Nice editorial in an Assamese newspaper.
It is very important not to forget that the elections that we are now going through are the parliamentary elections of a secular democratic republic and the size and complexion of the majority in this democracy. It is also useful to bear in mind that when we became a republic on January 26, 1950, we were just a democratic republic without the “secular” prefix which came only as a result of minority pressures in the year 1976.
Thus, unlike many other sovereign states of the world that are democratic as well as secular (but that do not proclaim their secular credentials from housetops), we were obliged also to proclaim the fact that we were secular at the bidding of such minority groups that did not have the means to be secular within the framework of their respective faiths.
No wonder, for all practical purposes, our so-called secularism has degenerated into a kind of pseudo-secularism that has one characteristic feature: it is vehemently anti-majority by being rabidly anti-Hindu. To be a dyed-in-the-wool secularist in India, even the Hindu must spew objectionable untruths about his own religion.
Some of the recent statements of the Prime Minister and the actions of Asom Chief Minister Tarun Gogoi have demonstrated only too clearly how hollow our claims of being democratic and secular can be. On Tuesday, Prime Minister Manmohan Singh said in New Delhi that the “secular-communal divide” was important in the country. “I do not see (that) this country has any future except by staying with secular values,” he added.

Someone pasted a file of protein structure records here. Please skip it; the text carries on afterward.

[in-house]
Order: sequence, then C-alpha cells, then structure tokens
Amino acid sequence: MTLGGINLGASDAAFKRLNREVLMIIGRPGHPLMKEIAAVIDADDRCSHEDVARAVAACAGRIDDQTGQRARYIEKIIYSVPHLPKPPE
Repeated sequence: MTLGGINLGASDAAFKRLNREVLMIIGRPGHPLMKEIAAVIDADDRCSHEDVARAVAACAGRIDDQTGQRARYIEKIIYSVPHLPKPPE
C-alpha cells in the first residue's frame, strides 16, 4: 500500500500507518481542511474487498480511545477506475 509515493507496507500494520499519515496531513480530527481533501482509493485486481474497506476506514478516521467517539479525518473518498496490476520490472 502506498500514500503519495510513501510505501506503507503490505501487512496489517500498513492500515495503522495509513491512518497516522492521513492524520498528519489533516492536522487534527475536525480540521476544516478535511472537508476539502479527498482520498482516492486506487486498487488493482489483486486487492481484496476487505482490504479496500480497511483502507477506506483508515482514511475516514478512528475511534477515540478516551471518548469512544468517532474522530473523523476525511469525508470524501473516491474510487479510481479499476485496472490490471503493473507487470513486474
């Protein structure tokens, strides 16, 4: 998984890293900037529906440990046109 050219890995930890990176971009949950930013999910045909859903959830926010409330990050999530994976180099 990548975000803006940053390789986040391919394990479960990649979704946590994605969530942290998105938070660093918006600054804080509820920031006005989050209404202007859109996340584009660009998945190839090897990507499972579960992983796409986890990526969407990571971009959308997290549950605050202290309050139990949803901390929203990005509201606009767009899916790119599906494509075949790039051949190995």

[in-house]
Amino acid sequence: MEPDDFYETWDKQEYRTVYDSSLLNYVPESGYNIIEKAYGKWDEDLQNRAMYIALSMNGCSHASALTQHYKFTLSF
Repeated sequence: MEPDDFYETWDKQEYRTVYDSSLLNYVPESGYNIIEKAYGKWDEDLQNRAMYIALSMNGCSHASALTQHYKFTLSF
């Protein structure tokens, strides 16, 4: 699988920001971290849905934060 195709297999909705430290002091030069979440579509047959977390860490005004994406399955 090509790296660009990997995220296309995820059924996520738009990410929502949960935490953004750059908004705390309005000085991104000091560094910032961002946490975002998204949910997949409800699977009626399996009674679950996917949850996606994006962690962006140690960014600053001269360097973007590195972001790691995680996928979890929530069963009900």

The pertinent questions that arise are: What secular-communal divide does he have in mind? And what kind of secular values does he envisage? The kind of anti-majority values that pass for secularism with the Congress? For the Congress, the terms communal and secular are merely tokens of convenience. According to the Congress’ warped notions of secularism, anything that goes against the majority Hindus of the country is secular.
When the Congress goes in for a coalition with the Muslim League either in Kerala or at the Centre, this is an alliance with a secular party. But whenever any political party forges an alliance with the BJP, both parties are communal. The Congress has sought to perpetuate this brand of pseudo-secularism long enough. Today the people are much wiser. They may nod their heads in agreement, but not many people will swallow this kind of perverse logic much longer.
In fact, we may get a taste of the people’s growing awareness of the total fraud that this much-touted ‘secularism’ is sooner than the Congress thinks this will happen. Is the failure to conclude the trial of the SIMI activists who carried out serial blasts in several Indian cities due to secular tolerance or electoral pragmatism masquerading as secularism? One cannot fool all the people all the time.
Asom Chief Minister Tarun Gogoi was so concerned about the emergence of the AUDF causing a split in the Muslim votes for the Congress that he deemed it proper even to invite a Muslim religious leader to speak to the Muslim electorate in the State to prevent such a split. And this is called a secular republic! In which other secular republic of the world has one heard of the head of a State inviting a religious leader to address election gatherings?
If he is so concerned about the split in the Muslim votes, why is he not concerned about the split in the Hindu votes? After all, despite a Muslim majority in eight districts of Asom, they do not constitute the majority in the remaining 19 districts. Has the Chief Minister not indicated very clearly (a) that he is counting only on the votes of the Bangladeshis who have swelled the list of illegal voters in the last few months and (b) that winning by resorting to communal practices is all right for the Congress even if it is not all right for other political parties? Obviously, what is sauce for the goose is not sauce for the gander. And we still pretend that this is a democratic country and that we practise genuine secular values!